“When you teach online, you really have to think about the whole scope at one time, and creating a course that’s based on very particular learning objectives,” Carpenter said. “I think it has made me a better teacher and a better communicator.”

Faculty Concerns

Diane Klein, a professor at the University of La Verne College of Law and president of the American Association of University Professors chapter there, said that some of the most salient concerns around online education for faculty surround intellectual property, student success and faculty labor.

“Legal writing positions are already held by people who are sometimes second-class citizens in the legal academy and also distressingly more predominantly women and faculty members of color in [positions] that are often less compensated,” she said. “I’m concerned that a distance education model that is still going to produce large volumes of written material that have to be read and graded and feedback given in order for it to be educationally effective, that that work will even more be done by the most precarious faculty members in the legal academy.”

Furthermore, Klein said, the online education model isn’t likely to benefit the students who need it the most. “All but the most faculty-intensive forms of online education see disproportionate dropout, noncompletion and nonpersistence among the students who we most want to draw into law school in the interest of diversifying the profession,” she said.

Klein also said that the lack of intellectual property rights for faculty members in some aspects of online education threatens further stratification between tenured and tenure-eligible faculty and everyone else.

“What’s happening with these intellectual property rights when instructional material is being created inside of a proprietary system, like Blackboard for example, where either Blackboard or the university itself is asserting very aggressive intellectual property rights for themselves in a way that is completely different than the way that tenured and tenure-eligible faculty in a more traditional setting regard their own intellectual property rights in the materials they create?” she asked.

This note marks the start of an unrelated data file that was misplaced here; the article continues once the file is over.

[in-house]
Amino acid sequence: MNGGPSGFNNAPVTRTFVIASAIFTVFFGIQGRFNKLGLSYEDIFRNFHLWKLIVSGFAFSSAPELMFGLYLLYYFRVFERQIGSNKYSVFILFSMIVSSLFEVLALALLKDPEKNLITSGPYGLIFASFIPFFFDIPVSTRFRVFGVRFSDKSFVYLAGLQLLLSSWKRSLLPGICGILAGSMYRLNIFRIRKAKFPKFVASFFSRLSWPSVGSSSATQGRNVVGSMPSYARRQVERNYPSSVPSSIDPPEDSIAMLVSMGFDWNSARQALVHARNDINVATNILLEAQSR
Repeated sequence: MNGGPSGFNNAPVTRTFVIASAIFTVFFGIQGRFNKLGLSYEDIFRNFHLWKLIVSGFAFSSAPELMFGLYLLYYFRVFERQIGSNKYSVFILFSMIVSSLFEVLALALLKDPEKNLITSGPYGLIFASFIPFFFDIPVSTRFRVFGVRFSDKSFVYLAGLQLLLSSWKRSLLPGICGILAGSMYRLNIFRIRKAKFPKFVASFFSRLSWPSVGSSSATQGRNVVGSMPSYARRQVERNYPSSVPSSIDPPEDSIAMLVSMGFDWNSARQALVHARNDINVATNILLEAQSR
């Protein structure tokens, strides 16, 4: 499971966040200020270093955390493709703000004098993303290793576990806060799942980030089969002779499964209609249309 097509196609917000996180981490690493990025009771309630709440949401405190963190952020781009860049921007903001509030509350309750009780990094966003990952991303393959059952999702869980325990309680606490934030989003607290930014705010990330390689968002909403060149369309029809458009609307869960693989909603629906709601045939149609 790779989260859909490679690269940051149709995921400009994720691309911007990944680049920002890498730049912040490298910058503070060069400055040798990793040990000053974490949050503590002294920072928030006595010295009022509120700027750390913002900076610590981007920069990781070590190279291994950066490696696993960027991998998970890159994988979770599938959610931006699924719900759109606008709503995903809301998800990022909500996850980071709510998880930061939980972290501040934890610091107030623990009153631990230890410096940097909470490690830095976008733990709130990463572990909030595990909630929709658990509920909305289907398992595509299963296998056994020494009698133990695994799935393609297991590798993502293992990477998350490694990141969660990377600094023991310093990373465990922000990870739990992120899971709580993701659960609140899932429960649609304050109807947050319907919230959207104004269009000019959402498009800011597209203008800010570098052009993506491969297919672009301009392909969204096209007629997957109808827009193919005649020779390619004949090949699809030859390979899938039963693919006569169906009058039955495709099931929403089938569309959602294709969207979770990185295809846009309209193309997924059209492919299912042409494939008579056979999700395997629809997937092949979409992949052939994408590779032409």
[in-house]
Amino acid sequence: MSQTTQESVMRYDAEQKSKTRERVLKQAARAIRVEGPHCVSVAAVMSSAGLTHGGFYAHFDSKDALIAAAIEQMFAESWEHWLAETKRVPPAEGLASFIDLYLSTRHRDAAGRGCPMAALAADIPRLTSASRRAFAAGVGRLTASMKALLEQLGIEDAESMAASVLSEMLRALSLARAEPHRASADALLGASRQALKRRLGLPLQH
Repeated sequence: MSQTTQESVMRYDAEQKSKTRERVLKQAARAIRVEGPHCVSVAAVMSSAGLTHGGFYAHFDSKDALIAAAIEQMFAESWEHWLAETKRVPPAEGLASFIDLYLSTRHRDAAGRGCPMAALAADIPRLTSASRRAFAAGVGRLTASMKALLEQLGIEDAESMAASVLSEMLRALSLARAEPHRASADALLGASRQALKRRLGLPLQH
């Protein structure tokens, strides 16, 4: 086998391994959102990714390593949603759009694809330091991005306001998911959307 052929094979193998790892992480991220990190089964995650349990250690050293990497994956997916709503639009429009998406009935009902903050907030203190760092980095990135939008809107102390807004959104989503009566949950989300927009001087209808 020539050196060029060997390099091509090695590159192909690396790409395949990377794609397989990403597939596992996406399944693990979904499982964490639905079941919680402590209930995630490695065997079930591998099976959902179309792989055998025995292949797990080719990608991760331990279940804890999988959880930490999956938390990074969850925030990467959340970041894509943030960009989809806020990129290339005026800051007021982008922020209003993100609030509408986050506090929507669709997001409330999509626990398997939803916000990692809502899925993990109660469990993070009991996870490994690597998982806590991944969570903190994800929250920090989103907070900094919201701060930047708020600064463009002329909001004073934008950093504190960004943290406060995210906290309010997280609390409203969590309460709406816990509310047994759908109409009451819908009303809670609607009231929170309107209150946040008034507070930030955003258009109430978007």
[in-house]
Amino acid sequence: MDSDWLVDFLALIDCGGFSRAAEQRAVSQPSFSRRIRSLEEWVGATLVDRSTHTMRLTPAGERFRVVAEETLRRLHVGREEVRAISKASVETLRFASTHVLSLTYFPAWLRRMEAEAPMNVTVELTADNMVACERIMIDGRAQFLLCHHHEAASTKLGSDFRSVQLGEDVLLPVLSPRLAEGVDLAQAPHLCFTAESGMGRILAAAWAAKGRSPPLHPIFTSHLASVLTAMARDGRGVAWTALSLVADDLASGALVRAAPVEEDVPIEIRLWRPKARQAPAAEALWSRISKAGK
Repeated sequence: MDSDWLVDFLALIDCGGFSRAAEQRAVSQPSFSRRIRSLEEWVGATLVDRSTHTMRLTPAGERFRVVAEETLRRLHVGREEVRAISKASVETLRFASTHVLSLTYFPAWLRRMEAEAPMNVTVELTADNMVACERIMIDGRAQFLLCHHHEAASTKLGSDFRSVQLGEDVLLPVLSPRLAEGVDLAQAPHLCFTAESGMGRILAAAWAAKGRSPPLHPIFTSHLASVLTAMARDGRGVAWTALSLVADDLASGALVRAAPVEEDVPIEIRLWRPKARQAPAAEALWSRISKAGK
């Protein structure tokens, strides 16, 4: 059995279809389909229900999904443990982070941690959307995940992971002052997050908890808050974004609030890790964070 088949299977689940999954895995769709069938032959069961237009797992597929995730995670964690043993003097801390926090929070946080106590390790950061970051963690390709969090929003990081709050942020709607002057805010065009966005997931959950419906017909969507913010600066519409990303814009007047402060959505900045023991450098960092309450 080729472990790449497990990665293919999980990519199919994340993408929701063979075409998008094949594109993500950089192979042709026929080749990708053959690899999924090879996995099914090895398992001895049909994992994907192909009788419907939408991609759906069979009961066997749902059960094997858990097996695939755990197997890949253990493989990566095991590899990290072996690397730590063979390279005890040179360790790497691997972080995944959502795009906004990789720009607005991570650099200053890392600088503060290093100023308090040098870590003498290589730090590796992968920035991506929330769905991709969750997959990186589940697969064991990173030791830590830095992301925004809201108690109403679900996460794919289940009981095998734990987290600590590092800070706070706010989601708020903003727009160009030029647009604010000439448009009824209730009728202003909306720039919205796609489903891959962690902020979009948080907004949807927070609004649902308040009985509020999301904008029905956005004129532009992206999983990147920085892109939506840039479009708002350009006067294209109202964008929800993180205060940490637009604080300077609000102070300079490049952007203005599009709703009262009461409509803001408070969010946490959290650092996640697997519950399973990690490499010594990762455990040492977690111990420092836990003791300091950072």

VanZandt said that many faculty members in legal education are not enthusiastic about online learning. “You’ll find extreme resistance within law school faculty [to online education], and the reason I say that is we’re entrenched in tradition,” she said. “I do think it is the future of education. I don’t think it’s for everyone.”

Strauss said that even if the ABA granted more variances, many law schools would not be able to get an online J.D. approved by their faculty, for reasons he believes are affected by nostalgia. “There is a mythology around legal education that people are pretty invested in,” he said. Leaving home, being called on with no warning, sweating in front of the class and telling your friends how terrible the experience was is all part of the mythology, he said. “It’s part of this sort of club that lawyers feel like they’re a part of. I think that there’s some kind of sense of sort of emotional attachment to the status quo and that people are reluctant to, sort of, to want to change that.”

VanZandt says she’s enthusiastic about her own involvement in the program. “I don’t really feel like I’m automated, because it’s a truly hybrid course,” she said. “My students see me once a week for one class, and the other class is prerecorded.”

The ABA has said that observers should begin to expect even more of these programs. “Technology has evolved to make distance learning even more a more robust pedagogy,” the association said in a statement.

“As the council has had experience with variances that provide it with some confidence that well-designed distance learning programs lead to acceptable to excellent outcomes, Standard 306 [which describes standards for distance education] has been amended to provide increased opportunities. It is likely that evolution will continue and even more space for distance learning will become permissible without the need for a variance.”